U.S. Leadership and COP 21

Photo by Moyan Brenn/CC By 2.0

 

Nelly Mendoza | May 2016

 

The following is one of the opening statements of the Conference of the Parties 21(COP.21) Framework Convention for Climate Change Draft decision.

“Recognizing that climate change represents an urgent and potentially irreversible threat to human societies and the planet and thus requires the widest possible cooperation by all countries, and their participation in an effective and appropriate international response, with a view to accelerating the reduction of global greenhouse gas emissions.”

This statement represents the conference’s main goals; to incentive cooperation between all rational nations: something that’s easy to say but very difficult to achieve in a world where we all nations have different priorities.

Last December in Paris, France, 196 countries including China and the United States agreed to certain measures to reduce C02 emissions to reduce the effects of global warming.

The agreement is well constructed and covers much of what was expected from the agreeing Parties. However, it is a vague thirty-one-page document and leaves many gray areas in the twenty- nine articles that it sets; by using words such as Invites, Urges, Requests, Reiterates in the beginning of every paragraph in the Draft decision making it clear that this agreement is non binding. But, this agreement is better than nothing and now in the second stage of the agreement. The 188 participants now have the task to design a transparent, understandable, and detailed plan on what they will do to follow the plan of the COP.21 or default.

As of today 177 countries have already signed the agreement, including the United States, China, Canada, and India. The countries that have not yet signed have until April 2017 to default or sign.

The terms of negotiation have been set, but the adoption and implementation of a plan is yet to happen. The inevitable fear is that some nations will default on COP.21 as this agreement is voluntary and the involved parties can drop out at any time. We can’t know that any country is following the rules and not just taking advantage of the good intentions of the others.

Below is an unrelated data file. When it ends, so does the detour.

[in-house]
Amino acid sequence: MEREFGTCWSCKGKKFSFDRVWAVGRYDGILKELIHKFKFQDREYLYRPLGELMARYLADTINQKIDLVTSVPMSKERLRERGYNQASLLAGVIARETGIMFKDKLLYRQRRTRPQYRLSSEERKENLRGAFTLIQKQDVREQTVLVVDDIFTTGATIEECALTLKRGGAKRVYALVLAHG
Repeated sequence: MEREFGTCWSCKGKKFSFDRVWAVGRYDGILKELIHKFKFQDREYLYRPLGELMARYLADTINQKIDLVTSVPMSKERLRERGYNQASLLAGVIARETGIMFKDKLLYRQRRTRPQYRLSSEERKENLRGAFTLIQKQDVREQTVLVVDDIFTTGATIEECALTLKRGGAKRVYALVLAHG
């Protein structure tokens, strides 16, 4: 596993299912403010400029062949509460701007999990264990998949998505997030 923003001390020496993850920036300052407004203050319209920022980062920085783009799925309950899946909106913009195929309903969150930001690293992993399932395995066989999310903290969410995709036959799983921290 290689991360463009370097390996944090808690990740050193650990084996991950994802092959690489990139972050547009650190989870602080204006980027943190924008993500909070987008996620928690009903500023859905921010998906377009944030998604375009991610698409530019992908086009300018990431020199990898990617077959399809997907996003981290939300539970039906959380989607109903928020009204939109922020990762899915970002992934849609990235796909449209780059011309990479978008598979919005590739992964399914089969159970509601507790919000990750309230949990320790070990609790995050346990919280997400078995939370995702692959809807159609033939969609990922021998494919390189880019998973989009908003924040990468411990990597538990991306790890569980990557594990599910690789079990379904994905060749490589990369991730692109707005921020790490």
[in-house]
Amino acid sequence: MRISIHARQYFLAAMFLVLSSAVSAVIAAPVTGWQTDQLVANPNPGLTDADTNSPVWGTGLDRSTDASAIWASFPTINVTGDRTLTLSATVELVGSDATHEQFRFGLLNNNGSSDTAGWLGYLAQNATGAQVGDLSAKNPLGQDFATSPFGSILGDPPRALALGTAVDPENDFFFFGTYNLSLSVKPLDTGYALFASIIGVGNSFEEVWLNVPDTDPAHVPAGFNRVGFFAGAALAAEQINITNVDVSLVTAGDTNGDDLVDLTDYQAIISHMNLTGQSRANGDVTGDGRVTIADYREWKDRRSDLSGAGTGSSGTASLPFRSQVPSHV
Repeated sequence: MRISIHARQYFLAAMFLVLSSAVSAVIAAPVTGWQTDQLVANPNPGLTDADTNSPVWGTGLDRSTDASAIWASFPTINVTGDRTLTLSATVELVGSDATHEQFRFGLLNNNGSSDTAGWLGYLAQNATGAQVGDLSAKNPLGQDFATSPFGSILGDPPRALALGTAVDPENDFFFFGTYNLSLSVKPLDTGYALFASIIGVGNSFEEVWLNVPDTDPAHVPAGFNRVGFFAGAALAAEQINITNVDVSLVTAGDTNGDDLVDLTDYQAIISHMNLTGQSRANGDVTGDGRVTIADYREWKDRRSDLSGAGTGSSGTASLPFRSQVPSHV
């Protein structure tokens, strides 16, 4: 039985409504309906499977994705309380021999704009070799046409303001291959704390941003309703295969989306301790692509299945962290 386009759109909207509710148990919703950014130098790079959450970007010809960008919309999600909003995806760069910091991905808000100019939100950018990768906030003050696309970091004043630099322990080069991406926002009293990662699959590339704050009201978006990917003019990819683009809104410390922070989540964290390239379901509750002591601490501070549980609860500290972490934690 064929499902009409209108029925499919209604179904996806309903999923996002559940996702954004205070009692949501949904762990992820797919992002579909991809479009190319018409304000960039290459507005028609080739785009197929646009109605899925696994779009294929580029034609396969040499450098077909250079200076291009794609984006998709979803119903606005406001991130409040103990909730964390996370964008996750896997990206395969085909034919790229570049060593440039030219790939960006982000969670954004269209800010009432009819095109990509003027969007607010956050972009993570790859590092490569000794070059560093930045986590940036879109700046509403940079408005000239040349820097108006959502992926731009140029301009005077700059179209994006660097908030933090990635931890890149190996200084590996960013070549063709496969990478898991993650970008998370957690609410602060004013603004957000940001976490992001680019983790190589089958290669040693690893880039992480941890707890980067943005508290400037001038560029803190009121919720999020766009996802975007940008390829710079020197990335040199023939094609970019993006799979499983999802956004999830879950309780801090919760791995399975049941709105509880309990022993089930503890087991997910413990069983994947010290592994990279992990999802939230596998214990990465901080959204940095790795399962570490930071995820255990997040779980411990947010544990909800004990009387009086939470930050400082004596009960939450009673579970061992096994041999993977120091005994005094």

This is the biggest weakness of the COP.21; since there is no central world authority or an international court of law there is no one to penalize any deal breakers other than name shaming.

The security dilemma and the suspicions of cheating will always be present, but solving global warming is far more daunting and important than catching cheaters, and therefore must take priority over lesser concerns.

Thus, the involvement of the United States, as a major world power and owner of much social capital wealth, is vital for COP.21 to succeed.

If the United States decides to default on the agreement at any time, it will set a negative trend among other nations as it would reduce their incentives to act on the deal. If the U.S. defaults, other nations are unlikely to comply, especially China and India, two major rising polluters, that might fear that an agreement such as COP.21 will be too much of a burden and might lead to economic slowdown.

In order for the U.S. to become a successful leader in implementing COP.21, the it needs to do the following:

  • Set strict carbon pricing at home and heavy taxing for imports from nations such as China or Canada if such nations violate any parts of the COP.21. The most effective way to encourage private parties at home to increase development of renewable energy infrastructure is to raise their taxes or alleviate taxes depending on what measures they are or are not taking to move to zero carbon emissions,
  • Agree to eliminate a majority of carbon emissions in a timely matter, thus sending a message to other nations that we are really committed to helping reach the goal of “holding the increase in the global average temperature to well below 2 °C above pre-industrial levels and pursuing efforts to limit the temperature increase to 1.5 °C”, (United Nations) as it was agreed on the COP.21,
  • Encourage other Parties and domestic industries and groups to actively take part in the development of better technologies and social movements to encourage consumers to demand energy providers the development of renewable energy and reduced dependency on coal and to raise awareness of the effects of climate change,

If the U.S. fails to abide and make COP.21 a real deal and not yet another block of promises, we can count on another failed agreement, reminiscent of the Kyoto Protocol.

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